IMO, standard's can be good. For instance, it would be good if windows and unix had the same filesystem organization, so as i could use linux as well as i use windows.
By now, the linux supporters reading this, must have already came to the same conclusion i came by reading the post before this one:
standards CAN be good. But the problem is how to define the standards! In my example, i guess unix's filesystem is supposed to be far superior, and so, it should be the right choice.
But imagine the browsers situation. Many of you use firefox, i use opera, and my mother or my sister, use ie. But the question is that some days ago, i tried firefox, and hated it (as happens with all opera users, IMO), and firefox users can't use anything else, and my mother, doesn't even know that there are other browsers, and once i tried to persuade my sister to use opera, and she couldn't use it.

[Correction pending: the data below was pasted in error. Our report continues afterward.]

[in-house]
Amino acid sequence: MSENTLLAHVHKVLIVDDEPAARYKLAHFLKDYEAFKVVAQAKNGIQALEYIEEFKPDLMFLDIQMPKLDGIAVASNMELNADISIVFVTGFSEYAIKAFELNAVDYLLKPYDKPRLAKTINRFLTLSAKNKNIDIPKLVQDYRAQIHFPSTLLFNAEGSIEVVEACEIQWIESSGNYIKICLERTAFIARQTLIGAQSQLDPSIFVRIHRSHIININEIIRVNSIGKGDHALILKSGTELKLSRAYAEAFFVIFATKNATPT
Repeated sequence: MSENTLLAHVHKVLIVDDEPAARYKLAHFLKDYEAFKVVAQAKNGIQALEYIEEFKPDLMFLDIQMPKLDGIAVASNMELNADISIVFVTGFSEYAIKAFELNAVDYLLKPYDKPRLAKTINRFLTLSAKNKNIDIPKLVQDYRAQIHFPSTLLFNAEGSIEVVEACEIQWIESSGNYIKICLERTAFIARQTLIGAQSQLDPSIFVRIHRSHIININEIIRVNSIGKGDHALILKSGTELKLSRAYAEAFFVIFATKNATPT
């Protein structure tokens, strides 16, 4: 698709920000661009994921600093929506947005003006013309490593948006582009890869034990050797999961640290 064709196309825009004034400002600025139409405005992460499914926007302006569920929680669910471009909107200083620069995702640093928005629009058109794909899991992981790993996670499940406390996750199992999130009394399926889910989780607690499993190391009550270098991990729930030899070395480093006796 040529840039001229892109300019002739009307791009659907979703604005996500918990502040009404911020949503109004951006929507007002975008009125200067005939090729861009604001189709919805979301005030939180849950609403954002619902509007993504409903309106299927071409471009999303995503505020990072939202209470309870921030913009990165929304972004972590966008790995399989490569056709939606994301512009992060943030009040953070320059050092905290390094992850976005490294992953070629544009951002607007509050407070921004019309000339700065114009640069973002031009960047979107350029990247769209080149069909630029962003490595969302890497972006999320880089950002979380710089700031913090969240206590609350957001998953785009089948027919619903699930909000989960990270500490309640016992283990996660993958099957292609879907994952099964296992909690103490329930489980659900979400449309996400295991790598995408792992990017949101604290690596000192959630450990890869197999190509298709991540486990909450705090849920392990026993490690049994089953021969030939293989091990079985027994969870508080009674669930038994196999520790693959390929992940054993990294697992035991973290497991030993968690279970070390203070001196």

What i mean is that enforcing standards for everyone might not be the right way.
I think exactly the opposite that mouser thinks about standards in windows' explorer. I use another shell because i don't think explorer is flexible enough for me, and what happens is that i do everything about 2 to 3 times faster using bblean than i did when i used explorer for the sole reason that it works exactly as i configured it to work, and so, it's configured to work the way that is perfect for me, but might not be perfect for anyone else.
That is my perspective as user.
As a programmer, i can understand the absolute need for standards, the more people use the standards, the more people can use the product, is as simple as that.